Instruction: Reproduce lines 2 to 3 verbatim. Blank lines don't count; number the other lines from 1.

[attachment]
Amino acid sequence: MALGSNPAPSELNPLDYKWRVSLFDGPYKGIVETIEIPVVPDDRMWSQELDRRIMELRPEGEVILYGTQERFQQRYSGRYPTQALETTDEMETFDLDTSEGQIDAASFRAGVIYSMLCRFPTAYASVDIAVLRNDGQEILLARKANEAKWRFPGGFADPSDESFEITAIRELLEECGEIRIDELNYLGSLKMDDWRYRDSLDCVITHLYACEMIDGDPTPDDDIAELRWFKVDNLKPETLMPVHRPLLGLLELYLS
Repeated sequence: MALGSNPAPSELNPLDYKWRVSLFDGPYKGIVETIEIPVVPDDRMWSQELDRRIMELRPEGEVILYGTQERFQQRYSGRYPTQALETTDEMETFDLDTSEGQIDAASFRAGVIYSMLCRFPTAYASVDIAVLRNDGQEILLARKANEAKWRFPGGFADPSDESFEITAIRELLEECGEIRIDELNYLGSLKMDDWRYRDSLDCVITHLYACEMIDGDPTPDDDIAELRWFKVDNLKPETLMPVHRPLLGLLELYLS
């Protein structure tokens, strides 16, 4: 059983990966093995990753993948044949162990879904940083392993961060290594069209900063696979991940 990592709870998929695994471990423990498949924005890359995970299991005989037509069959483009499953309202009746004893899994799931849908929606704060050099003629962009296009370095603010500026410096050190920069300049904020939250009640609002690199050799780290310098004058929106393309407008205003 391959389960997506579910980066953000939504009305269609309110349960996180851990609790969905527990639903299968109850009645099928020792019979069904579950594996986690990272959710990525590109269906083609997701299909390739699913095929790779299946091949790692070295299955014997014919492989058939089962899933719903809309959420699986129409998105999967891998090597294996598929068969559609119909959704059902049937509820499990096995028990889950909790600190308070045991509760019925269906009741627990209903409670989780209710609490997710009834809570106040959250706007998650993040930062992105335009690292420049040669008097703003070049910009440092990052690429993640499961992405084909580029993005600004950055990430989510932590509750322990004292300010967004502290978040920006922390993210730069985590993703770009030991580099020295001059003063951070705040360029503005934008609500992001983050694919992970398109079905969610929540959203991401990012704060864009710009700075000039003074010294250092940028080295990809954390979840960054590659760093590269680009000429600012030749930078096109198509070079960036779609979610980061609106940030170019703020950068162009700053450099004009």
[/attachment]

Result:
Repeated sequence: MALGSNPAPSELNPLDYKWRVSLFDGPYKGIVETIEIPVVPDDRMWSQELDRRIMELRPEGEVILYGTQERFQQRYSGRYPTQALETTDEMETFDLDTSEGQIDAASFRAGVIYSMLCRFPTAYASVDIAVLRNDGQEILLARKANEAKWRFPGGFADPSDESFEITAIRELLEECGEIRIDELNYLGSLKMDDWRYRDSLDCVITHLYACEMIDGDPTPDDDIAELRWFKVDNLKPETLMPVHRPLLGLLELYLS
């Protein structure tokens, strides 16, 4: 059983990966093995990753993948044949162990879904940083392993961060290594069209900063696979991940 990592709870998929695994471990423990498949924005890359995970299991005989037509069959483009499953309202009746004893899994799931849908929606704060050099003629962009296009370095603010500026410096050190920069300049904020939250009640609002690199050799780290310098004058929106393309407008205003 391959389960997506579910980066953000939504009305269609309110349960996180851990609790969905527990639903299968109850009645099928020792019979069904579950594996986690990272959710990525590109269906083609997701299909390739699913095929790779299946091949790692070295299955014997014919492989058939089962899933719903809309959420699986129409998105999967891998090597294996598929068969559609119909959704059902049937509820499990096995028990889950909790600190308070045991509760019925269906009741627990209903409670989780209710609490997710009834809570106040959250706007998650993040930062992105335009690292420049040669008097703003070049910009440092990052690429993640499961992405084909580029993005600004950055990430989510932590509750322990004292300010967004502290978040920006922390993210730069985590993703770009030991580099020295001059003063951070705040360029503005934008609500992001983050694919992970398109079905969610929540959203991401990012704060864009710009700075000039003074010294250092940028080295990809954390979840960054590659760093590269680009000429600012030749930078096109198509070079960036779609979610980061609106940030170019703020950068162009700053450099004009």